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HAPPINESS(director/writer: Todd Solondz; cinematographer: Maryse Alberti; editor: Alan Oxman; cast: Dylan Baker (Bill Maplewood), Jane Adams (Joy), Philip Seymour Hoffman (Allen), Cynthia Stevenson (Trish Maplewood), Lara Flynn Boyle (Helen Jordan), Jared Harris (Vlad), Rufus Read (Billy Maplewood), Ben Gazzara (Lenny Jordan), Louise Lasser (Mona Jordan), Camryn Manheim (Kristina); Runtime: 139; Good Machine/Killer; 1998)
Happiness is not a film about happiness, but what is imagined as making one happy.”

Reviewed by Dennis Schwartz

“Happiness” is not a film about happiness, but what is imagined as making one happy. For the film’s director, Solondz, no one can stay happy in a world where sadness is the more prevalent emotional state. That’s the theme of this dark comedy, meant to shock and antagonize. It is a film that features a pedophile rapist (Dylan), a murderer (Camyrn), an obscene caller (Hoffman), a masturbator (Read), a Russian immigrant thief (Jared), and an assortment of losers and lonely people wrapped up in their egotism. Solondz’s morbid sense of humor turns to New Jersey’s suburbs to explore the depravity of the human race.

This film refuses to compromise on its plot or who should be cast (Solondz refused the studio’s offer to cast the pedophile with a noted star such as William Hurt because he felt Dylan was just right for the role). “Happiness” is meant for an art house audience, one that is able, as difficult as it may be, to see something in themselves in the characters portrayed. I would wonder about anyone who could sit through this film and not be disturbed by it. That would just defeat the film’s purpose. The audience I saw this film with were mostly Williams College students and faculty, and they laughed openly and freely at the parts that had an edge. Where Solondz was going for the laugh, it was because he pushed the button as far as he wanted to go with a certain character and to return to the intensely grim psychological mood of the story he had to release some humorous energy or have the film drown in its own murky waters. The laughter was appropriate, and even “hip.” It felt right to see this with an audience that still felt the need to be entertained when they go to the movies and it didn’t seem to matter if the laughter came about from the cruel humor it evoked, causing people to react as a group rather than individually. I found that most people in the audience appeared to be nervously silent; and, there was at no time just one person alone laughing (but the best part, is that only one person walked out of the theater and no one hissed).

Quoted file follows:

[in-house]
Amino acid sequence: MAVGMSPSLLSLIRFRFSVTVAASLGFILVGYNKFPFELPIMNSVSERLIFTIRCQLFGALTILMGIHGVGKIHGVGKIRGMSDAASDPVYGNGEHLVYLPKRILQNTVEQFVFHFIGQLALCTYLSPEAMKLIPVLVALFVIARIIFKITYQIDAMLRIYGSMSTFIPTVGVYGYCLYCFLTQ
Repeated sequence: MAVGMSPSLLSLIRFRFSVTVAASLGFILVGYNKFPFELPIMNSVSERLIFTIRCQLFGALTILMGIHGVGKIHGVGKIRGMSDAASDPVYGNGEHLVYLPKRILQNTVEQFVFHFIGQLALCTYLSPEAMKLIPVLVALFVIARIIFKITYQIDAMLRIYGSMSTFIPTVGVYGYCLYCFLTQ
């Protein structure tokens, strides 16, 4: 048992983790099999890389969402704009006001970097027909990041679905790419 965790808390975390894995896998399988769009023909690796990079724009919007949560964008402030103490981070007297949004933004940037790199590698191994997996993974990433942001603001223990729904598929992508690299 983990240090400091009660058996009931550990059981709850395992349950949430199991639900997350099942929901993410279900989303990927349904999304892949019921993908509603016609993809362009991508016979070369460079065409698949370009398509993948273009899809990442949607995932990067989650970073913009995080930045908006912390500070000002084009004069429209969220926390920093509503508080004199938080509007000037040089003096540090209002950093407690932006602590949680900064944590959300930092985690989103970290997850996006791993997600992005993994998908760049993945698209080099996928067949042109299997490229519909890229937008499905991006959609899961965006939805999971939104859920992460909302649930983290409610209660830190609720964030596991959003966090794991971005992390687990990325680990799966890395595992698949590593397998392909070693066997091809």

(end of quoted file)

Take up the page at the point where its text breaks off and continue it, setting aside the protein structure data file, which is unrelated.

“Happiness”is a difficult picture to watch, there are no good guys or gals. In order for us to accept them, one has to accept that their problems stem from their relations with their parents. Their miserable parents are played by Gazzara and Lasser (they don’t love each other and are not happy; he has given up on everything, including getting a divorce; she feels a need to cling to this loveless marriage, no matter what).

The sisters all suffer from ego-centredness, and it takes an audience with a modicum of sympathy for each of them to get past all their vices. Each one only pretends to be interested in another.